Our flight left at 6 a.m., but the metro train to the airport stopped running by midnight. So we arrived at the airport at 11:30 and spent the night there - talking, playing cards, half napping with our heads down on random cafe tables, and giggling out of tiredness and our state of delirium. Got back to the city center of Seville at 8:45 a.m., with just enough time to walk STRAIGHT to my school in time for my 9 a.m. class. After a night of no sleep and a three hour stretch of class, let me tell you that my four-hour siesta this afternoon was PRET-TY sweet.
Allow Myself to Introduce...Myself.
Wednesday, March 23, 2011
I figured it was time for a post that wasn't just pictures and adventures. Don't worry - more of those to come. But yesterday I was talking to someone about how this semester has definitely broadened my horizons. I've had to grow up in a lot of ways. I've changed in a lot of ways too, almost so much so that I hope I won't have to reintroduce myself to everyone at home. People generally know me as a picky eater, needing to be around people at all times, an English speaker, and not having a fabulous sense of direction. And, last of all, according to my Dad, I need to constantly be working on my "situational awareness." (Classic.) I've had to face my fears of speaking in Spanish, come here alone and make new friends from complete scratch, find my way around a million metro stops and bus systems for airport transportation and travel, walk everywhere and navigate around Seville, and to me, the most significant, is TRY NEW FOOD. Here is a list of stuff that I have eaten in completion for the first time in my life:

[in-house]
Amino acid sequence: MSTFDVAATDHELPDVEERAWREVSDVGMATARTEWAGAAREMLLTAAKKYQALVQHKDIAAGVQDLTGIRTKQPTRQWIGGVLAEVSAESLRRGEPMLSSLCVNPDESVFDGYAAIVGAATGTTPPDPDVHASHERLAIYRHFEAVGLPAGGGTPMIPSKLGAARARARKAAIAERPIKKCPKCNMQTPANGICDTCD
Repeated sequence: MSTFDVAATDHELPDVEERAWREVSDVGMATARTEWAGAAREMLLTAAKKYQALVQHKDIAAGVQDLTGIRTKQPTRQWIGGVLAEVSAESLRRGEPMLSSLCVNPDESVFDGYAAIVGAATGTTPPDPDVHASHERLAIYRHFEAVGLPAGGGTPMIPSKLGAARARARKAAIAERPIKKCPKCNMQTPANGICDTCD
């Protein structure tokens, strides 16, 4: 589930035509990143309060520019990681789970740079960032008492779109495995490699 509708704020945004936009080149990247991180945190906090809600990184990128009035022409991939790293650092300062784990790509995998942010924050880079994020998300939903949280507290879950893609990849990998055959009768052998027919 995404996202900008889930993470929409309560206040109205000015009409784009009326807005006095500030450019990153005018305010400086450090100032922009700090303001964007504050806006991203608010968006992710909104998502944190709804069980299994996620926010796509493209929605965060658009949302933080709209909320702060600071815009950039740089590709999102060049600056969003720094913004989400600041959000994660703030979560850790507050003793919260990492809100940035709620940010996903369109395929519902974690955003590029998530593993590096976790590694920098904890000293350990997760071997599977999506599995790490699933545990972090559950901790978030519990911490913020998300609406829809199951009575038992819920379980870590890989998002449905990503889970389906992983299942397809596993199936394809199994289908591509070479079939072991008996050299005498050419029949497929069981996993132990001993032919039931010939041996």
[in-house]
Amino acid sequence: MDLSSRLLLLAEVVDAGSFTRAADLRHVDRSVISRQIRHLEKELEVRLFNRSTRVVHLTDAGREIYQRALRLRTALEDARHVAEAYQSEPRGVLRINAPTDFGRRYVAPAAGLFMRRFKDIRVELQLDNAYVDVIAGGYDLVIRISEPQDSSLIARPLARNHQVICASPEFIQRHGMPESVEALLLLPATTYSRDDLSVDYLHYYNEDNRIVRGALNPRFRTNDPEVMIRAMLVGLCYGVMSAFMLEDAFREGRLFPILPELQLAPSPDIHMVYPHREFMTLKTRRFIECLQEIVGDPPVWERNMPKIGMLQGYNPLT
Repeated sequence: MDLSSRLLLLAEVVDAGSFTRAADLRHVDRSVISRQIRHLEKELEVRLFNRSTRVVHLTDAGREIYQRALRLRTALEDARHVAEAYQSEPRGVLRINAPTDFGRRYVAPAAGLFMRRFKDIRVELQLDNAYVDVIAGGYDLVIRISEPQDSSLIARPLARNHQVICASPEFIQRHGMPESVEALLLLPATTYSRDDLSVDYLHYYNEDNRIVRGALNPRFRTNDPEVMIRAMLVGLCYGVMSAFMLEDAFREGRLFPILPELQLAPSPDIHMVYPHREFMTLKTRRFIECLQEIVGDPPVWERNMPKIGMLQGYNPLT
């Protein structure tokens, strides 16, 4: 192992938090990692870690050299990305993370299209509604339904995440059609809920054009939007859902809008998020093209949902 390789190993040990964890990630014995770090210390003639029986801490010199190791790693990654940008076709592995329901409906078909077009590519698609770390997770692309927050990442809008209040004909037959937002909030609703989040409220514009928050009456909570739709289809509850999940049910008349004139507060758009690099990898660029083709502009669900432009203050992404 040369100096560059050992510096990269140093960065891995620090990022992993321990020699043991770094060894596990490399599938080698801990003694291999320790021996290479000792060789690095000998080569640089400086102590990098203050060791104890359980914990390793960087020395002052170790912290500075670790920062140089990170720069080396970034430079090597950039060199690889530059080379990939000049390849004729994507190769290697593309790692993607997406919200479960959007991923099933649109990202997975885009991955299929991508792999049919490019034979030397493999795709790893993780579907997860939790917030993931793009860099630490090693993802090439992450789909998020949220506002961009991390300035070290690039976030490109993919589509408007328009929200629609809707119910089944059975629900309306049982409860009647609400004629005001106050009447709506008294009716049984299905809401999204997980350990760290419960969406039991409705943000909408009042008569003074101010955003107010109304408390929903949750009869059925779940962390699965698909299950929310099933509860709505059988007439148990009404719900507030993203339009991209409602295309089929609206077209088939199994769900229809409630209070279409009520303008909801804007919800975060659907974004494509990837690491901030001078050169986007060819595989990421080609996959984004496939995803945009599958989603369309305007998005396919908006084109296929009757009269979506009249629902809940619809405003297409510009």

1. Calamari. Not only the fried variety, but also a cooked one that looked like a literal mini-squid in its entirety. Tentacles and all hanging off my spoon. The texture is squishy. And gross. But I did it.
2. Salad with iceberg lettuce. For me, this is a big deal.
3. Pasta stuffed with spinach
4. Cooked spinach. No, did not get stronger afterward like Popeye, just grossed out.
5. Garbanzo beans (aka chickpeas)
6. Bleu cheese. Smells like a foot.
7. Deep fried ‘fish sticks’, except not really sure what's in there. I think a lot of seafood matter. You just don't ask.
8. Squash vegetable soup
9. Deep fried minnow/anchovy-like fish, not sure exactly what they are. Ate the head, scales and everything.
10. Tomatoes. Served plain. Ugh - this one still gives me goosebumps when I try to eat them.
I think I'm different in a few other ways too. One little way is the fact that I don't care as much if people will like the clothes I buy, so if I like something, I get it without worrying if others will. I also have found that I am much more go-with-the-flow in group situations than I thought - my Type-A side has mellowed out a little.